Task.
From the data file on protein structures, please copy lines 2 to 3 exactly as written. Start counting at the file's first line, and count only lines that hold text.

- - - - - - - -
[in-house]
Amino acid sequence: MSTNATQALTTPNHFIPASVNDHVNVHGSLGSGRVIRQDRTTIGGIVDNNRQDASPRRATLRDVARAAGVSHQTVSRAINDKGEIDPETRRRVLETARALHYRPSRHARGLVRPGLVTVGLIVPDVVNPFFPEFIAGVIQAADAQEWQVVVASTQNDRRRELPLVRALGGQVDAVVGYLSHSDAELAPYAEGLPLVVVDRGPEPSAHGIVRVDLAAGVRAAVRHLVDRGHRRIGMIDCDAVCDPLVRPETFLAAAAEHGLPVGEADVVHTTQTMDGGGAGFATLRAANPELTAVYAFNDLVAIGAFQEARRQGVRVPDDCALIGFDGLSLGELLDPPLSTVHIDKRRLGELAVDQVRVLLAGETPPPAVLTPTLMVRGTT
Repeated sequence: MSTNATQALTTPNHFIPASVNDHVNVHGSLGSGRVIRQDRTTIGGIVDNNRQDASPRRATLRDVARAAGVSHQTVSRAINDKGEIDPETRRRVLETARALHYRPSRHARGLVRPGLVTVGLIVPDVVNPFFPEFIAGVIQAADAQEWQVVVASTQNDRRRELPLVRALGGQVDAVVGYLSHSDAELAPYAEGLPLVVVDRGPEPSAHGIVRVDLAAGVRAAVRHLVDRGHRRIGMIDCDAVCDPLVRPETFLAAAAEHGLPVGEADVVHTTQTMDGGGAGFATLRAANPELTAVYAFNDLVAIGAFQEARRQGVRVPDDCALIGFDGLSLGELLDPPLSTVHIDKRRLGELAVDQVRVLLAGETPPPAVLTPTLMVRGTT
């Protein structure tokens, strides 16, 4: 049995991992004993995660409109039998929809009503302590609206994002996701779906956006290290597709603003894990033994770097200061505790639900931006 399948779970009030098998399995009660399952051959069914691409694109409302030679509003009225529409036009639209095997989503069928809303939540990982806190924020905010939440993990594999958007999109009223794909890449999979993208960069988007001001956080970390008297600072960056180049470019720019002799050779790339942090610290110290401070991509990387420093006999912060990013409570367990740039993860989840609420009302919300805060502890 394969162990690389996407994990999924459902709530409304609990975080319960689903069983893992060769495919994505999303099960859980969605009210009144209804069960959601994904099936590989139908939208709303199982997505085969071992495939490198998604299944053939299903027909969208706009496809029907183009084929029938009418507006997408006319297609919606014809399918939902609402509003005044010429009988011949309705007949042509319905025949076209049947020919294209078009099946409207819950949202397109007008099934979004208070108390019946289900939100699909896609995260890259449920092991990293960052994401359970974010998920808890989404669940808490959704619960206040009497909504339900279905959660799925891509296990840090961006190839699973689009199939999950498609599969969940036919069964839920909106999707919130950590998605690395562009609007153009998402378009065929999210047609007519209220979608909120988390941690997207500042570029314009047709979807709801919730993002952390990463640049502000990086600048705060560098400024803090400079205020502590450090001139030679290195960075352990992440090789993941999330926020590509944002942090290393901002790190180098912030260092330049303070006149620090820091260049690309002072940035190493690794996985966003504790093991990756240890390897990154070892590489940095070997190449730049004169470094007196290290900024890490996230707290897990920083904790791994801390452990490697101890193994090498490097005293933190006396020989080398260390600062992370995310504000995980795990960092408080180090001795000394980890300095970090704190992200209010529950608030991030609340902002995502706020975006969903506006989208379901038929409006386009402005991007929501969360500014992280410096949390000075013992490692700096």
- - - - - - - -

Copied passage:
Amino acid sequence: MSTNATQALTTPNHFIPASVNDHVNVHGSLGSGRVIRQDRTTIGGIVDNNRQDASPRRATLRDVARAAGVSHQTVSRAINDKGEIDPETRRRVLETARALHYRPSRHARGLVRPGLVTVGLIVPDVVNPFFPEFIAGVIQAADAQEWQVVVASTQNDRRRELPLVRALGGQVDAVVGYLSHSDAELAPYAEGLPLVVVDRGPEPSAHGIVRVDLAAGVRAAVRHLVDRGHRRIGMIDCDAVCDPLVRPETFLAAAAEHGLPVGEADVVHTTQTMDGGGAGFATLRAANPELTAVYAFNDLVAIGAFQEARRQGVRVPDDCALIGFDGLSLGELLDPPLSTVHIDKRRLGELAVDQVRVLLAGETPPPAVLTPTLMVRGTT
Repeated sequence: MSTNATQALTTPNHFIPASVNDHVNVHGSLGSGRVIRQDRTTIGGIVDNNRQDASPRRATLRDVARAAGVSHQTVSRAINDKGEIDPETRRRVLETARALHYRPSRHARGLVRPGLVTVGLIVPDVVNPFFPEFIAGVIQAADAQEWQVVVASTQNDRRRELPLVRALGGQVDAVVGYLSHSDAELAPYAEGLPLVVVDRGPEPSAHGIVRVDLAAGVRAAVRHLVDRGHRRIGMIDCDAVCDPLVRPETFLAAAAEHGLPVGEADVVHTTQTMDGGGAGFATLRAANPELTAVYAFNDLVAIGAFQEARRQGVRVPDDCALIGFDGLSLGELLDPPLSTVHIDKRRLGELAVDQVRVLLAGETPPPAVLTPTLMVRGTT